Geochemistry of volcanic rocks in a traverse through Nicaragua

Major element composition and preliminar trace element data for 138 samples of mainly basic and intermediate volcanic rocks from a cross section between the Pacific and Atlantic coasts of Nicaragua suggests that the present tectonic setting-subdution of an oceanic plate below the western margin of C...

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Autores Principales: Nyström, Jan Olov, Levy, Beatriz, Troëng, Björn, Ehrenborg, Jan, Carranza, Giovanni
Formato: Artículo
Idioma: Inglés
Publicado: Universidad de Costa Rica 2011
Acceso en línea: http://revistas.ucr.ac.cr/index.php/geologica/article/view/12950
http://hdl.handle.net/10669/22606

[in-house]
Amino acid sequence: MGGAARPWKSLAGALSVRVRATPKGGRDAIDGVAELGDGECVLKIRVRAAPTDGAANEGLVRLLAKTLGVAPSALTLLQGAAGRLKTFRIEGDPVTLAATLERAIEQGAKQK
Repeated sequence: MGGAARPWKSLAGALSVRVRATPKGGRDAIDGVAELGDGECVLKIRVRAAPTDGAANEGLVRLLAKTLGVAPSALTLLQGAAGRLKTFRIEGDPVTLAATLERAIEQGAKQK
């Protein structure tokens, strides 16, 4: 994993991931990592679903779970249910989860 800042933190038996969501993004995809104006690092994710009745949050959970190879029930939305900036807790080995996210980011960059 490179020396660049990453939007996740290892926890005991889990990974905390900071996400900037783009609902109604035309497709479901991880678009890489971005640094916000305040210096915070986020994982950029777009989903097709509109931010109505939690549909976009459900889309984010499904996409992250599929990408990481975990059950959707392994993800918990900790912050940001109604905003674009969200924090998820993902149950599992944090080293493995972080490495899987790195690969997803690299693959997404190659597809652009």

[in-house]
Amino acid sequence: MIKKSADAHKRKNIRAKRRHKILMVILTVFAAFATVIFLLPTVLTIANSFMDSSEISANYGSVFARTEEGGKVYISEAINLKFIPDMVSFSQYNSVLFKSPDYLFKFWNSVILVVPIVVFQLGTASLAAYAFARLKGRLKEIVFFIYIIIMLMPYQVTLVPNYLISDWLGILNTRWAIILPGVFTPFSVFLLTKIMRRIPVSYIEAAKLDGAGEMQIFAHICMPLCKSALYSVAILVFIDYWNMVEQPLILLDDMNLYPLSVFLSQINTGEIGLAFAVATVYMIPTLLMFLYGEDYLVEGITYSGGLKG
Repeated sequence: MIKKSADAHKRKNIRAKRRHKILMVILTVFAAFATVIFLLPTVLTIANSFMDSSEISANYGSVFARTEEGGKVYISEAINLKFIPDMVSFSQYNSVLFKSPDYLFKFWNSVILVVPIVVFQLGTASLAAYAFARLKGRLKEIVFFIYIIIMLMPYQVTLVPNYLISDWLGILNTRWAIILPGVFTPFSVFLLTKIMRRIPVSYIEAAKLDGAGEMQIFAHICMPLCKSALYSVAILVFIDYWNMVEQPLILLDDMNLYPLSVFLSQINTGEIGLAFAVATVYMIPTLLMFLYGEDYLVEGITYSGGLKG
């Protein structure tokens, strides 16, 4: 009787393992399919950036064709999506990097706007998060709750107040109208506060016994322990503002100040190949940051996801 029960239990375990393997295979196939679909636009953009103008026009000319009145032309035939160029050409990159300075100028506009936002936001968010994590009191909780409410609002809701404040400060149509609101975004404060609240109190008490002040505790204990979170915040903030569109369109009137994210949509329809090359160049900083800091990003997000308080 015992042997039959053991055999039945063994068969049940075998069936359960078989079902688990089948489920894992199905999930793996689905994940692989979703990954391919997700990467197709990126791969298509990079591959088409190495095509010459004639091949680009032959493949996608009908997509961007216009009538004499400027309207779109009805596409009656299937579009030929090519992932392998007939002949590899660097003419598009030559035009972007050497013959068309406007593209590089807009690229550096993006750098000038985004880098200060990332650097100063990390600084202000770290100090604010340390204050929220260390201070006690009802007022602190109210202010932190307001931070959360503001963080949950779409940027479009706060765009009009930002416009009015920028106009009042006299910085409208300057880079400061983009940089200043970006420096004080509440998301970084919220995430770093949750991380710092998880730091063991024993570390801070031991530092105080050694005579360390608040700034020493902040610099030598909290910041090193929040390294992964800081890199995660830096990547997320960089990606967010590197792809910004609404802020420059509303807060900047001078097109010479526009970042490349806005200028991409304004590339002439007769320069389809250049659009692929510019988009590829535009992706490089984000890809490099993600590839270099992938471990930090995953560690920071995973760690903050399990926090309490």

Sumario: Major element composition and preliminar trace element data for 138 samples of mainly basic and intermediate volcanic rocks from a cross section between the Pacific and Atlantic coasts of Nicaragua suggests that the present tectonic setting-subdution of an oceanic plate below the western margin of Central American can be extrapolated back to the middle Tertiary. The samples can be divided into three groups with regard to their chemistry: (a) the Recent to Tertiary volcanics from the entire traverse, (b) Cretaceous lavas from the Siuna mining district in NE Nicaragua, and (c) young basalts from Corn Island off Bluefields on the Atlantic coast. Teh first (and by far the  largest) group are calc-alkaline volcanic arc lavas beloging to the high-alumina series. Many of them (especially those of the Tamarindo Formation and Recen lavas in NW Nicaragua) have tholeiitic affinities, consistent with the thin crust in this part of  Central America. However, a common feature is an anomalous enrichement in Ba-rich active ridge sediments of the  subducting  oceanic plate. Crustal contamination is another possible explanation for the high values of Ba and other large-ion lithophile elements, especially for the volcanics in NE Nicaragua, where the  influence of a  towards NE, away from the trench. Crustal contamination is clarly evident in the second group, the Siuna lavas, which have a shoshonitic affinity. The third group -the Corn Island basalts- have chemical features inconsisten with a subdution.related origin, being similar to some within-plate basalt of oceanic islands.